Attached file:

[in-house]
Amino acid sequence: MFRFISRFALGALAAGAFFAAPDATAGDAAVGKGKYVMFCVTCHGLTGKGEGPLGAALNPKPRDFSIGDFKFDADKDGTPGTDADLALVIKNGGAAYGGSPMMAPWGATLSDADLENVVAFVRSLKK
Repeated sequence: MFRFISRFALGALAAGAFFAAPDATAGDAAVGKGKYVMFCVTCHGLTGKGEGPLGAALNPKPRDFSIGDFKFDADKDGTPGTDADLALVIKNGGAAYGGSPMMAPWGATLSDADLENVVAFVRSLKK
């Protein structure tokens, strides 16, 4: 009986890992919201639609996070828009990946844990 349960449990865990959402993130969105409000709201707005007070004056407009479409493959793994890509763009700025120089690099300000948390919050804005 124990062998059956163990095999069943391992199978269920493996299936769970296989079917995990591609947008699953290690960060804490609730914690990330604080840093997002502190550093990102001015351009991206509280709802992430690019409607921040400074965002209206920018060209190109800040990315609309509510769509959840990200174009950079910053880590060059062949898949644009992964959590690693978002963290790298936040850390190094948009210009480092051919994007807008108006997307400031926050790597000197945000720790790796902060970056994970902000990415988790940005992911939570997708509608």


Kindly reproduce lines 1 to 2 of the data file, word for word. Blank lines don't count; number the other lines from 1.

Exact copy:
[in-house]
Amino acid sequence: MFRFISRFALGALAAGAFFAAPDATAGDAAVGKGKYVMFCVTCHGLTGKGEGPLGAALNPKPRDFSIGDFKFDADKDGTPGTDADLALVIKNGGAAYGGSPMMAPWGATLSDADLENVVAFVRSLKK